Ex-Somalian colonel told to pay US$15m for torture


Thu, Aug 22, 2013 - Page 7

A former Somalian military colonel who left the US while facing civil allegations that he tortured a human rights advocate was ordered by a federal judge on Tuesday to pay US$15 million in damages.

US Federal Judge Mark Abel awarded the compensation to Abukar Hassan Ahmed, who in a 2010 lawsuit said he endured months of torture in the 1980s during interrogations in Somalia.

A judge had previously ruled that former colonel Abdi Aden Magan was responsible for the torture.

Ahmed filed the lawsuit in April 2010, stating that Magan oversaw his detention and torture in Somalia in 1988. Ahmed said that three months of torture he endured make it painful for him to sit and injured his bladder to the point that he is incontinent.

Ahmed said the torture occurred when Magan served as investigations chief of the National Security Service of Somalia, a force dubbed “the Black SS” or “the Gestapo of Somalia” because of its harsh techniques used to gain confessions from detainees.

One of Ahmed’s lawyers, Christina Hioureas, on Tuesday said the judge’s ruling sends a message that the US will not be a “safe harbor for those who commit human rights abuses.”

She said that properties owned by Magan could be seized to cover the US$15 million.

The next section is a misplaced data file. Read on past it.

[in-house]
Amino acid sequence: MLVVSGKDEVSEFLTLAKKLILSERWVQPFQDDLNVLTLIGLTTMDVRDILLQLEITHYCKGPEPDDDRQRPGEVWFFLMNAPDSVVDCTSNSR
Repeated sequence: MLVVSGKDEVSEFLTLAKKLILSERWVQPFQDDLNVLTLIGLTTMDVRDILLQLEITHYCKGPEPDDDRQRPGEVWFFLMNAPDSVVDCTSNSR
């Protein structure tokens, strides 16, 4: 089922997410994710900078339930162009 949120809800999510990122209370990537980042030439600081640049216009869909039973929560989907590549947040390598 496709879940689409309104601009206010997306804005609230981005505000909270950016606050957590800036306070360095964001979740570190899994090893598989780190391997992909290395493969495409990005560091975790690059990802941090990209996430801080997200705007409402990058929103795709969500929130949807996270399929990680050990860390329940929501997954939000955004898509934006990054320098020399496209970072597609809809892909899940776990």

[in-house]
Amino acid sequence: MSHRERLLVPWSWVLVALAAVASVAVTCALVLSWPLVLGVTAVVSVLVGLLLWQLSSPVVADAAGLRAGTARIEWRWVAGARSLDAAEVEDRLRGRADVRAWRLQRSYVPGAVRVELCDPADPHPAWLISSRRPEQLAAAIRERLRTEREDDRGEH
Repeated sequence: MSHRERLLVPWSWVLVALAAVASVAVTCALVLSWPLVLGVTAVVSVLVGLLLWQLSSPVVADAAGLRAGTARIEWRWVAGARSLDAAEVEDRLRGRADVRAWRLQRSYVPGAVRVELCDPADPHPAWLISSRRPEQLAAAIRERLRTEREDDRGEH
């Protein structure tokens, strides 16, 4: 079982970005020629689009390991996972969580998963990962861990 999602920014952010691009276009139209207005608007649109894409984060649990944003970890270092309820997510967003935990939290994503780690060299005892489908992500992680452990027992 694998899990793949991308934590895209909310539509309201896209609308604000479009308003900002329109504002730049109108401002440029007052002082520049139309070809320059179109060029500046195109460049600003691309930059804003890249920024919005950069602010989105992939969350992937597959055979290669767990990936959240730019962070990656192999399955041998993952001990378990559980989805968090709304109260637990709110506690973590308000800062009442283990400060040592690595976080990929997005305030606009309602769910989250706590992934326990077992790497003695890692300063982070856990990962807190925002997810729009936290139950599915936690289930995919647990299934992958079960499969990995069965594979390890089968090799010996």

Ahmed was a professor at the Somalia International University and a lawyer defending political dissidents when he was imprisoned and tortured.

Ahmed in 2010 found out Magan was living in the US through a Google search.

Magan lived for years in Ohio. He initially fought the lawsuit, brought by the San Francisco-based Center for Justice and Accountability, but stopped participating last year and now lives in Kenya.

Court documents list Magan as representing himself. An e-mail requesting comment sent on Tuesday to the address listed for Magan on the court docket was undeliverable.

Magan had argued that the lawsuit was filed in the wrong country and too long after when Ahmed says the abuse happened.

He also had said that he had faced his own ordeal in Somalia and fled after falling out of favor with the government.

In a 2011 court filing, the US Department of State said Magan should not be allowed to claim immunity.

A legal adviser for the department, Harold Hongju Koh, wrote that Magan had been a resident of the US since 2000.

“Taking into account the relevant principles of customary international law, and considering the overall impact of this matter on the foreign policy of the United States, the Department of State has determined that Defendant Magan does not enjoy immunity from the jurisdiction of US courts,” Koh said.

Ahmed is now legal adviser to the president of Somalia and divides his time between London and Somalia’s capital, Mogadishu.